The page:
The Federal Motor Carrier Safety Administration announced last week it will begin using carrier percentile rankings in the Compliance, Safety, Accountability program’s Safety Measurement System to monitor hazmat haulers and for renewal of federally issued hazmat permits.
FMCSA will review permit holder’s SMS scores monthly to determine if the carrier has met or exceeded intervention thresholds for the two preceding consecutive months. If the agency finds that a carrier has met or exceeded these thresholds, the carrier will be identified for investigation with hazardous material compliance emphasis.
The change stems from a Congressionally required March 2014 report issued by the DOT, which included six recommendations regarding Hazardous Materials Safety Permits.
2012’s MAP-21 highway funding act required the DOT to submit a study report to Congress on the implementation of the HMSP program.
The two recommendations implemented from the report are to use SMS scores in the hazmat permit review process and, for carriers who have insufficient data to produce proper SMS scores, perform comprehensive investigations of hazmat permit holders.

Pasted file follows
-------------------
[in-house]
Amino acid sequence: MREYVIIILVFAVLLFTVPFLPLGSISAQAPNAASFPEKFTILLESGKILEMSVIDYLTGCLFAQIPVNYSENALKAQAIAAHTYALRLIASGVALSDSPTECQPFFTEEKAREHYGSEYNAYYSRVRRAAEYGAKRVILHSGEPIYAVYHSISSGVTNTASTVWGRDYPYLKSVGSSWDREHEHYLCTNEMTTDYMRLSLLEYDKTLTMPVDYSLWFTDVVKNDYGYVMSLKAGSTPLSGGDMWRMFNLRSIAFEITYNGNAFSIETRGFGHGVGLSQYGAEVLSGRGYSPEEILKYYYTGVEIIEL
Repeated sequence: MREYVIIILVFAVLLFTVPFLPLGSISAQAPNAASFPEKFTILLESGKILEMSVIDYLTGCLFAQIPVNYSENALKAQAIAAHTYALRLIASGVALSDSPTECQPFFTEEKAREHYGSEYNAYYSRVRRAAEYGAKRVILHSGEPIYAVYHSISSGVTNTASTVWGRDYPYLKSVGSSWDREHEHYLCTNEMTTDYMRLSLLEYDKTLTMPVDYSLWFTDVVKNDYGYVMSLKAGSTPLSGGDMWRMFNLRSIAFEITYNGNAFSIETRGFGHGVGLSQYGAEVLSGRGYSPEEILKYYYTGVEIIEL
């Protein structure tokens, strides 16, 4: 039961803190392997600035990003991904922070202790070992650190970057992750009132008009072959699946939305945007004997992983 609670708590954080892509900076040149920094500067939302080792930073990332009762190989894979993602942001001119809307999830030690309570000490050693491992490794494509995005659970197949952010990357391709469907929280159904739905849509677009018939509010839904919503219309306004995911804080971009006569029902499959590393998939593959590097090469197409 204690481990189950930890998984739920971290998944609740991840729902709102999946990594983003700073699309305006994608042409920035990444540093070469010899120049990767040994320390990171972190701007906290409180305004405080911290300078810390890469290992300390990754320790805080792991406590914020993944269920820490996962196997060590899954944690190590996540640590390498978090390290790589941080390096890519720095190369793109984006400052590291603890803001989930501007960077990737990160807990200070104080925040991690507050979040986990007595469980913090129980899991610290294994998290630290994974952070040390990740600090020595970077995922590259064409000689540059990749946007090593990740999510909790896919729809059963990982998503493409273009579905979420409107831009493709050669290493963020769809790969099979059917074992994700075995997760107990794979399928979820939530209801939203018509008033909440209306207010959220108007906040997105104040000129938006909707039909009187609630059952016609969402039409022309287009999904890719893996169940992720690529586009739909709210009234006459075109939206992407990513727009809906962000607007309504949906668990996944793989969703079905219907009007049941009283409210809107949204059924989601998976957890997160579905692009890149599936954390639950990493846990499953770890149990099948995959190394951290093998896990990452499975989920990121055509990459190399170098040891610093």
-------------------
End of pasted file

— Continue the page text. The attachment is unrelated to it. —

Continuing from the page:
With the implementation of these requirements, hazmat permit holders will no longer be required to have crash and out-of-service rates that are below the 30 percent enforcement threshold at the time of the holder’s two-year renewal. Instead, FMCSA will monitor the HMSP holders using SMS analysis as a basis for a compliance review referral or proposed revocation or suspension.
“Using the monthly data provides a more powerful tool for identifying the HMSP carriers that have overall compliance problems, warranting a comprehensive investigation or issues in one particular area of safety performance,” FMCSA’s notice states. “The SMS approach provides a strengthened, continuous monitoring process for HMSP holders, which merit heightened oversight and monitoring due to the dangerous nature of the materials they transport.”
The non-partisan Government Accountability Office issued a report last year questioning the use of CSA scores in the DOT’s judgment of DOD hazmat haulers, pointing to the program’s long list of shortcomings as reason.